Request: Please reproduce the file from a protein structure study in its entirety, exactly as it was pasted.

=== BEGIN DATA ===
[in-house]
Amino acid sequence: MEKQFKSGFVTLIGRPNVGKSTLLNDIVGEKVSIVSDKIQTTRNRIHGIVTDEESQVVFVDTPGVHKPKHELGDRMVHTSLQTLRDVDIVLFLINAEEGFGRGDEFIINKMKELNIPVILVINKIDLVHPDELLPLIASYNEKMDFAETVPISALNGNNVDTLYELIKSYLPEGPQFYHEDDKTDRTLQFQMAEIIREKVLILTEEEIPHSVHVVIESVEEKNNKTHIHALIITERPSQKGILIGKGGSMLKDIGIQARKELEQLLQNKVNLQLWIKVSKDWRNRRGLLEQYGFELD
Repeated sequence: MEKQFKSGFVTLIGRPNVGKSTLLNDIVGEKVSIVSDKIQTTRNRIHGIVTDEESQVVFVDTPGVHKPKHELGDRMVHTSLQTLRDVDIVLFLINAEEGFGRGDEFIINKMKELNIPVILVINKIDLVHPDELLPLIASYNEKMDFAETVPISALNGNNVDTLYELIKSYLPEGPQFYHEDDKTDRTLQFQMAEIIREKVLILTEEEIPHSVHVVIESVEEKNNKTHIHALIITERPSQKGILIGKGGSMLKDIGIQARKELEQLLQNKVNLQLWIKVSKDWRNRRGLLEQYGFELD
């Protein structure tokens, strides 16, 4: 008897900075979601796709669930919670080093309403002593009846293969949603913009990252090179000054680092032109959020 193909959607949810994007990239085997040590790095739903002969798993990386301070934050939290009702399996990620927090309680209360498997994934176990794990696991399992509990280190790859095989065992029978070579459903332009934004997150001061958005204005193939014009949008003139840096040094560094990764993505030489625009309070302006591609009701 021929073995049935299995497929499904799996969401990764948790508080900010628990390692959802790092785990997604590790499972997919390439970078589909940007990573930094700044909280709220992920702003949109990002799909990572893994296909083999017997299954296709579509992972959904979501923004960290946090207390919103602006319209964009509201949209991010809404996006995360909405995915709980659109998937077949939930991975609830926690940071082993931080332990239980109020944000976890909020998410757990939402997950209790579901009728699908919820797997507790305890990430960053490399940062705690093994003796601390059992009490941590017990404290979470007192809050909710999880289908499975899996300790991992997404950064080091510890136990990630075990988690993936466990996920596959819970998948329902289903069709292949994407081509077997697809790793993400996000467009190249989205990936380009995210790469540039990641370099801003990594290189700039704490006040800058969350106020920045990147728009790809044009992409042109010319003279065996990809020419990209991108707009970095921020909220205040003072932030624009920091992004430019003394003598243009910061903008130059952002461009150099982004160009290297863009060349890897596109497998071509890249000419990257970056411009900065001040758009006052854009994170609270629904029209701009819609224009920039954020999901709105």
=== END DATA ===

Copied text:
[in-house]
Amino acid sequence: MEKQFKSGFVTLIGRPNVGKSTLLNDIVGEKVSIVSDKIQTTRNRIHGIVTDEESQVVFVDTPGVHKPKHELGDRMVHTSLQTLRDVDIVLFLINAEEGFGRGDEFIINKMKELNIPVILVINKIDLVHPDELLPLIASYNEKMDFAETVPISALNGNNVDTLYELIKSYLPEGPQFYHEDDKTDRTLQFQMAEIIREKVLILTEEEIPHSVHVVIESVEEKNNKTHIHALIITERPSQKGILIGKGGSMLKDIGIQARKELEQLLQNKVNLQLWIKVSKDWRNRRGLLEQYGFELD
Repeated sequence: MEKQFKSGFVTLIGRPNVGKSTLLNDIVGEKVSIVSDKIQTTRNRIHGIVTDEESQVVFVDTPGVHKPKHELGDRMVHTSLQTLRDVDIVLFLINAEEGFGRGDEFIINKMKELNIPVILVINKIDLVHPDELLPLIASYNEKMDFAETVPISALNGNNVDTLYELIKSYLPEGPQFYHEDDKTDRTLQFQMAEIIREKVLILTEEEIPHSVHVVIESVEEKNNKTHIHALIITERPSQKGILIGKGGSMLKDIGIQARKELEQLLQNKVNLQLWIKVSKDWRNRRGLLEQYGFELD
């Protein structure tokens, strides 16, 4: 008897900075979601796709669930919670080093309403002593009846293969949603913009990252090179000054680092032109959020 193909959607949810994007990239085997040590790095739903002969798993990386301070934050939290009702399996990620927090309680209360498997994934176990794990696991399992509990280190790859095989065992029978070579459903332009934004997150001061958005204005193939014009949008003139840096040094560094990764993505030489625009309070302006591609009701 021929073995049935299995497929499904799996969401990764948790508080900010628990390692959802790092785990997604590790499972997919390439970078589909940007990573930094700044909280709220992920702003949109990002799909990572893994296909083999017997299954296709579509992972959904979501923004960290946090207390919103602006319209964009509201949209991010809404996006995360909405995915709980659109998937077949939930991975609830926690940071082993931080332990239980109020944000976890909020998410757990939402997950209790579901009728699908919820797997507790305890990430960053490399940062705690093994003796601390059992009490941590017990404290979470007192809050909710999880289908499975899996300790991992997404950064080091510890136990990630075990988690993936466990996920596959819970998948329902289903069709292949994407081509077997697809790793993400996000467009190249989205990936380009995210790469540039990641370099801003990594290189700039704490006040800058969350106020920045990147728009790809044009992409042109010319003279065996990809020419990209991108707009970095921020909220205040003072932030624009920091992004430019003394003598243009910061903008130059952002461009150099982004160009290297863009060349890897596109497998071509890249000419990257970056411009900065001040758009006052854009994170609270629904029209701009819609224009920039954020999901709105």